The Myth of the Non-Russian : Iskander and Aitmatov's Magical Universe
The Myth of the Non-Russian explores the magical realist prose of two non-Slavic authors writing in Russian in the Soviet Union in the 1970s-1980s. Erika Haber argues that these authors juxtaposed their native myth with Soviet myth, thus undermining the Soviet prescription of national conformity in art by suggesting a plurality of worlds and truths.
- Hardback | 182 pages
- 152.4 x 231.1 x 17.8mm | 408.24g
- 01 Apr 2003
- Lexington Books
- Lanham, MD, United States
Table of contents
Chapter 1 Introduction: A Style of Their Own Chapter 2 What is Magical Realism? Chapter 3 Russian and Soviet Realisms Chapter 4 Fazil Iskander: Voice of Abkhazia Chapter 5 Chingiz Aitmatov: Conscience of Central Asia Chapter 6 Conclusion: Russian Magical Realism and the Bigger Picture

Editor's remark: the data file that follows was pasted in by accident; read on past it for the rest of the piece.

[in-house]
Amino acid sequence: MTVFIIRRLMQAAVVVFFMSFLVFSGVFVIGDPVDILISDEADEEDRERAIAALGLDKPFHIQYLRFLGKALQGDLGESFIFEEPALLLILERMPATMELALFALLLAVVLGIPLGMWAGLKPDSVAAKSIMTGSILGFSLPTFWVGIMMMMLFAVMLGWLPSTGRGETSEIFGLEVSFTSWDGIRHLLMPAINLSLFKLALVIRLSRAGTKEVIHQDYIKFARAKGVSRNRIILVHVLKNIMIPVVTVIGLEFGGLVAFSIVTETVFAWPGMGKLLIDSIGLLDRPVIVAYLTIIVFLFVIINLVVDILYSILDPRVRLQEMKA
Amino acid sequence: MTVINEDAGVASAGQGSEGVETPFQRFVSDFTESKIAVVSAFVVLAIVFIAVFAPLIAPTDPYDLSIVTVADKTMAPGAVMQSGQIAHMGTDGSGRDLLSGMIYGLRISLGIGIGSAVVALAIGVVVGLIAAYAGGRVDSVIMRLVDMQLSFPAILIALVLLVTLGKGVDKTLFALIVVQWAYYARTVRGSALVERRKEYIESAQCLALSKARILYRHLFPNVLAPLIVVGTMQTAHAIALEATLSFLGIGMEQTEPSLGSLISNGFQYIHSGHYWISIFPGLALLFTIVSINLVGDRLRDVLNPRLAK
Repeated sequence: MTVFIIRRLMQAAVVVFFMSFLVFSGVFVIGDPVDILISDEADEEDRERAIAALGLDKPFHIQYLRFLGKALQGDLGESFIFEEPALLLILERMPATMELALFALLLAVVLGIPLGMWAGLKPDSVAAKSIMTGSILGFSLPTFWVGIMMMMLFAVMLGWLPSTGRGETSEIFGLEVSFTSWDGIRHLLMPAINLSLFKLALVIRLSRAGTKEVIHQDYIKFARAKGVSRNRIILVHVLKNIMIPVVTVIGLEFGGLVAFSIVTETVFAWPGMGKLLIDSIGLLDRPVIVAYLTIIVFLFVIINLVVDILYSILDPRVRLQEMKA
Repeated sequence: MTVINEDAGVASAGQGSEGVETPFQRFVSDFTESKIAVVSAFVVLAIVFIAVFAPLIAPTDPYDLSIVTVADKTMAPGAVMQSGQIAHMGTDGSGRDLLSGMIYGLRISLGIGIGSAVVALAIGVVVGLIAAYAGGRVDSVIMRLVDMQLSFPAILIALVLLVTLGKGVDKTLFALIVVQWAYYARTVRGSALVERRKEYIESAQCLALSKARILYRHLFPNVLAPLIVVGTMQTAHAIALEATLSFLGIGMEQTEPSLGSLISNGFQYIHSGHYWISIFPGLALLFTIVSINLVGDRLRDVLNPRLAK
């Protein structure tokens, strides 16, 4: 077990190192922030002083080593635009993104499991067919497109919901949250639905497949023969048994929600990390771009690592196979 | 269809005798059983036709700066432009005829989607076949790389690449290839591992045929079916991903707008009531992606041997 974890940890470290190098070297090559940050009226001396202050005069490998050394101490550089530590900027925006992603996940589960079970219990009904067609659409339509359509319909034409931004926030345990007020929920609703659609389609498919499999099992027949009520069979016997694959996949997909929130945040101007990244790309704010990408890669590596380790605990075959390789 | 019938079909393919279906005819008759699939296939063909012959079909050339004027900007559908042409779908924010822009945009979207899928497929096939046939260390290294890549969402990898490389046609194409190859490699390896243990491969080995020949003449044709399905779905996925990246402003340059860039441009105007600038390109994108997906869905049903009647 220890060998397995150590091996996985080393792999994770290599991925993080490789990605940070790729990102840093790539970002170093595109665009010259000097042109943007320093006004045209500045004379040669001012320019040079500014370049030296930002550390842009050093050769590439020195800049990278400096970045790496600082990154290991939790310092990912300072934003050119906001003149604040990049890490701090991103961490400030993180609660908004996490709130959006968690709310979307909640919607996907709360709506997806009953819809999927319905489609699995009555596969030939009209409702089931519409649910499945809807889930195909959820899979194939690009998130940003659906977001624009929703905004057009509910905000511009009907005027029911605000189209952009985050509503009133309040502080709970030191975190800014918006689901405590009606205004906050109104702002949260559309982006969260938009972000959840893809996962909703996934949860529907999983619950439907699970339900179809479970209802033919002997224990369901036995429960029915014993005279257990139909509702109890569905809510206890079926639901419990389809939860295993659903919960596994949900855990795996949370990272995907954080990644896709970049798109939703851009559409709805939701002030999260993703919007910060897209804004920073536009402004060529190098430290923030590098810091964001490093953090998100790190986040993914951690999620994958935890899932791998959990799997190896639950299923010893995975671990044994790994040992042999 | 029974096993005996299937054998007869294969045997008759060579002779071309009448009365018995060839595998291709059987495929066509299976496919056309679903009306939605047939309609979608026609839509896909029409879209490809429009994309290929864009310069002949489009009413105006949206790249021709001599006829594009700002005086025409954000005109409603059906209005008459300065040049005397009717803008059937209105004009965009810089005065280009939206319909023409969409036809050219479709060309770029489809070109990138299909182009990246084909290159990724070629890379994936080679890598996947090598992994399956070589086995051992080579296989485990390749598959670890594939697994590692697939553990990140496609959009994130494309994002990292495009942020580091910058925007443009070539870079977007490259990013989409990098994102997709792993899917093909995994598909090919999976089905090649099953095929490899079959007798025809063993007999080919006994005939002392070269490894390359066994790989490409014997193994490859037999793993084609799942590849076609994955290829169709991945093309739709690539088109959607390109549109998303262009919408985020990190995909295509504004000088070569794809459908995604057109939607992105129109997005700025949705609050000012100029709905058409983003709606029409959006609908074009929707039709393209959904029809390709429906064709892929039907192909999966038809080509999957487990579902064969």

Haber's book will also be valuable for scholars with little or no background in Russian Studies, as the author attempts to place Russian magical realism "into a bigger picture." Slavic and East European Journal Haber has covered the territory that forms the background to her study comprehensively. She does a wonderful job of placing both magical realism and fantastic realism in historical and cultural context and, even more impressive, of distinguishing between them. Her observations about why fantastic realism called down on itself the ire of the authorities, while magical realism was grudgingly allowed to be published in the Soviet Union, are fresh, interesting, and insightful. Her insight has important implications for our understanding of how Soviet cultural policies were shaped. -- Catharine Nepomnyashchy, Columbia University
About Erika Haber
Erika Haber is Associate Professor of Russian Language and Literature at Syracuse University.